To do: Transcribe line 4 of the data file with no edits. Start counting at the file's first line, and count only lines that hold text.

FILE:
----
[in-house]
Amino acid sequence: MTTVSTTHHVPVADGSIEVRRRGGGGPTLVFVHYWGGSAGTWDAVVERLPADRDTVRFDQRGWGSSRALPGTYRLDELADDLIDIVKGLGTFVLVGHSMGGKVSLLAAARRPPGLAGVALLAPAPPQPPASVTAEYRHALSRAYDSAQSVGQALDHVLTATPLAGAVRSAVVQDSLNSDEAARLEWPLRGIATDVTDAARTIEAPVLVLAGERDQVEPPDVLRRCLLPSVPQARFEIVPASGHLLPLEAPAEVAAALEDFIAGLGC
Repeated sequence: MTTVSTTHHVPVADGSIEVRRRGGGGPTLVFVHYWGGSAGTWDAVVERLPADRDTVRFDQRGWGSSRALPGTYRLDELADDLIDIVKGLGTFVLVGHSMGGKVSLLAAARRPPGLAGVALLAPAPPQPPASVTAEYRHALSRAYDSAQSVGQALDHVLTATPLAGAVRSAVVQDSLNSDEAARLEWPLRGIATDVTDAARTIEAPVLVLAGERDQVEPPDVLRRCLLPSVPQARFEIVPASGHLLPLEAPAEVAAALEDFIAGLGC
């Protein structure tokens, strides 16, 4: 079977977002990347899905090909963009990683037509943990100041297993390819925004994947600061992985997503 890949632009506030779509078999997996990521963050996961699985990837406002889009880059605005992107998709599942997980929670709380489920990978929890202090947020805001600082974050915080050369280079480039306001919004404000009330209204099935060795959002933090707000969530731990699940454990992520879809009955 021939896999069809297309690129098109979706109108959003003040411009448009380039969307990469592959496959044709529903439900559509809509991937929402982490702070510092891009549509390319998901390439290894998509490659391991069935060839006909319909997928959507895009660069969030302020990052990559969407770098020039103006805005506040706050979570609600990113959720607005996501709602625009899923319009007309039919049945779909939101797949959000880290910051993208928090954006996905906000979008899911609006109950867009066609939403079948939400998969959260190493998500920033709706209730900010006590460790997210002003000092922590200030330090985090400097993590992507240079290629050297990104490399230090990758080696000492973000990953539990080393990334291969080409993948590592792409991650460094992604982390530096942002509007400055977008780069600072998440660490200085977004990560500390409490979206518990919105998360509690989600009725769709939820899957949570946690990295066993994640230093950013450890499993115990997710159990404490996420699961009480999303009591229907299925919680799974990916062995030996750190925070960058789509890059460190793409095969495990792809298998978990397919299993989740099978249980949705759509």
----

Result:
């Protein structure tokens, strides 16, 4: 079977977002990347899905090909963009990683037509943990100041297993390819925004994947600061992985997503 890949632009506030779509078999997996990521963050996961699985990837406002889009880059605005992107998709599942997980929670709380489920990978929890202090947020805001600082974050915080050369280079480039306001919004404000009330209204099935060795959002933090707000969530731990699940454990992520879809009955 021939896999069809297309690129098109979706109108959003003040411009448009380039969307990469592959496959044709529903439900559509809509991937929402982490702070510092891009549509390319998901390439290894998509490659391991069935060839006909319909997928959507895009660069969030302020990052990559969407770098020039103006805005506040706050979570609600990113959720607005996501709602625009899923319009007309039919049945779909939101797949959000880290910051993208928090954006996905906000979008899911609006109950867009066609939403079948939400998969959260190493998500920033709706209730900010006590460790997210002003000092922590200030330090985090400097993590992507240079290629050297990104490399230090990758080696000492973000990953539990080393990334291969080409993948590592792409991650460094992604982390530096942002509007400055977008780069600072998440660490200085977004990560500390409490979206518990919105998360509690989600009725769709939820899957949570946690990295066993994640230093950013450890499993115990997710159990404490996420699961009480999303009591229907299925919680799974990916062995030996750190925070960058789509890059460190793409095969495990792809298998978990397919299993989740099978249980949705759509």